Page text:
North Texas Daily

Café Herrera fuses tradition with modernity

Café Herrera fuses tradition with modernity

Café Herrera fuses tradition with modernity
March 27
01:25 2014

Obed Manuel // Senior Staff Writer

Jason Marquez excitedly looks on as an elderly couple makes their way down the long corridor at 100 W. Oak St.

“This is my favorite part,” Marquez says with a smile on his face.

Marquez gets up from his seat and walks over to the couple. He greets them and informs them that Café Herrera will officially open on March 28.

Maybe it’s a good sign for the restaurant, because this kind of interaction is a regular occurrence as its owners gear up for the formal opening of their fourth restaurant after spending more than a year renovating the historic space on the Denton Square.

Marquez, who will manage the Denton location with his cousin Gil Bonifaz, said he was brought in to manage the location after spending more than eight years working outside the family business.

“I hope they’re happy right now,” Marquez said. “I hope they’re happy with how things are working out.”

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The history

The first Herrera’s restaurant opened in 1971 in Dallas with a cozy, nine-table locale. Amelia Herrera, Bonifaz said, wanted to give her family something that would keep the family together and maintain its traditions.

Family members from different generations currently work at the three Dallas locations.

“It’s a good way to stay close with the family and that’s what it was all about. That’s the whole reason why my great-grandmother started it,” Bonifaz said. “She wanted to leave something behind for her kids. That was her goal and that’s what I try and do nowadays.”

Nancy Nichols, food and travel editor for D Magazine, writes that Herrera’s homey style is what made the Herrera tradition so popular in Dallas.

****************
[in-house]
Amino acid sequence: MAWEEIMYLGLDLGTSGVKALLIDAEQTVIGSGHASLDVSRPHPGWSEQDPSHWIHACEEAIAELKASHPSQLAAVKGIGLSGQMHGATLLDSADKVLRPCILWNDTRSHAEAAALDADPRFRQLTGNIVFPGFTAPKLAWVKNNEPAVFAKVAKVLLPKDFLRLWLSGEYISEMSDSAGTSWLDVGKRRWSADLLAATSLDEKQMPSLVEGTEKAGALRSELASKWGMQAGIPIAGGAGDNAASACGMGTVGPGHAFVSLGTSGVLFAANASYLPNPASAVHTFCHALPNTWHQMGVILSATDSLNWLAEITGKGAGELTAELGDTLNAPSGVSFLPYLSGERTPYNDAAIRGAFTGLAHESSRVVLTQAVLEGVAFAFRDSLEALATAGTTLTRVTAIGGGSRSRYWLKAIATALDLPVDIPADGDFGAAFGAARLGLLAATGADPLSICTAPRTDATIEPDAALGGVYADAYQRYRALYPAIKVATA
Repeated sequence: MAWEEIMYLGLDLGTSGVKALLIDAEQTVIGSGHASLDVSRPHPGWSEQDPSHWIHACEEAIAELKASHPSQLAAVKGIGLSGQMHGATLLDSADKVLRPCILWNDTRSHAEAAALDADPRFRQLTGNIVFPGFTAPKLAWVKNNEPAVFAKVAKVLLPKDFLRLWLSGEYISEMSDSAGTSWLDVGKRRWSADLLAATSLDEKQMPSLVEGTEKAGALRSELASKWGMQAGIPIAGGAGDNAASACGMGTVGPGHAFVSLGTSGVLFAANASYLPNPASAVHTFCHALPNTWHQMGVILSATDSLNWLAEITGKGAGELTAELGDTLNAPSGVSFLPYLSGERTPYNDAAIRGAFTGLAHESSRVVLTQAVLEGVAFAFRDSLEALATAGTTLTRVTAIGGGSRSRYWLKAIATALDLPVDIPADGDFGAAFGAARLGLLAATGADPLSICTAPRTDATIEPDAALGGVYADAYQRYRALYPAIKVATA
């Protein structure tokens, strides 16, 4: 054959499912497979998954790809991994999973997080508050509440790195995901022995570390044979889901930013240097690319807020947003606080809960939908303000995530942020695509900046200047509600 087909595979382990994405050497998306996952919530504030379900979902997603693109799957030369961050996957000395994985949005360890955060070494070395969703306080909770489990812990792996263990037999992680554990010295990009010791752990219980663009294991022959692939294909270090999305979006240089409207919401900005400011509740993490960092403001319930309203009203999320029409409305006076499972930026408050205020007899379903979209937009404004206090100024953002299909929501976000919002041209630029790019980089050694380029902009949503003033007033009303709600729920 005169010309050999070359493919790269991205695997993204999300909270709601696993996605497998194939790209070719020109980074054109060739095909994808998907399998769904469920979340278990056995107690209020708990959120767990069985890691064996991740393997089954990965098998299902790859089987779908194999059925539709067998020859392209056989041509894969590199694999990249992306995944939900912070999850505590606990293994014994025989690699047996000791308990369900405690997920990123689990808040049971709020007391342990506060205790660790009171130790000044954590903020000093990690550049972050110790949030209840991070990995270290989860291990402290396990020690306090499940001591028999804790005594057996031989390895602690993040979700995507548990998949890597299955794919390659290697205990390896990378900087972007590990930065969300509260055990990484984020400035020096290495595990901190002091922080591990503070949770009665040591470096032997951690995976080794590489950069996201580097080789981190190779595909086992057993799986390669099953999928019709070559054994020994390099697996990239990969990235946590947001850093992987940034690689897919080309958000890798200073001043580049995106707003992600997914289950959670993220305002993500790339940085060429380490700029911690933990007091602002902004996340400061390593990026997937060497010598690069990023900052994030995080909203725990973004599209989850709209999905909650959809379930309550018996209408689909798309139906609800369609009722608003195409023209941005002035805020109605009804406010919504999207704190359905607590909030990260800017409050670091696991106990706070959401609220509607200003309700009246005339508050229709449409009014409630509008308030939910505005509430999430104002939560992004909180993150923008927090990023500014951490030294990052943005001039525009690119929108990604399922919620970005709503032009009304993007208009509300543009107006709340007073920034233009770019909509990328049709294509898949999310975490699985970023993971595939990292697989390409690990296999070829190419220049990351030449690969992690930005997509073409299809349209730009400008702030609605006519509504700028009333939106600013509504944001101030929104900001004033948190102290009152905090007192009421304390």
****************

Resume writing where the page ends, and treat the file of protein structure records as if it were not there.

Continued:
“The food hasn’t changed much. The list of combination plates is longer, but a No. 10 (guacamole tostada, cheese enchilada, cheese taco) and a No. 2B (two enchiladas smothered with bubbling chili con queso, rice and beans) taste just as they did in 1971,” Nichols writes.

The distinguishing factor between this location and the original, Bonifaz said, is the modern, more chic presentation. But that does not mean the traditional recipes will be discarded.

“We’re not trying to go high-end by any means, because it’s still Tex-Mex,” Bonifaz said. “We don’t want to be a mom and pop on the corner, but we also don’t want to be fine dining.”


Different to Denton

The new location will feature several aspects that are unusual to the family’s other restaurants, including an upstairs VIP room (nicknamed the “Green Room”), a selection of beers on tap and a discount menu for college students.

Bonifaz said the restaurant’s bar will also serve specialty margaritas, a feature only available at the Café Herrera on Mockingbird Station in Dallas. The other two restaurants serve beer and margaritas but not specially crafted ones.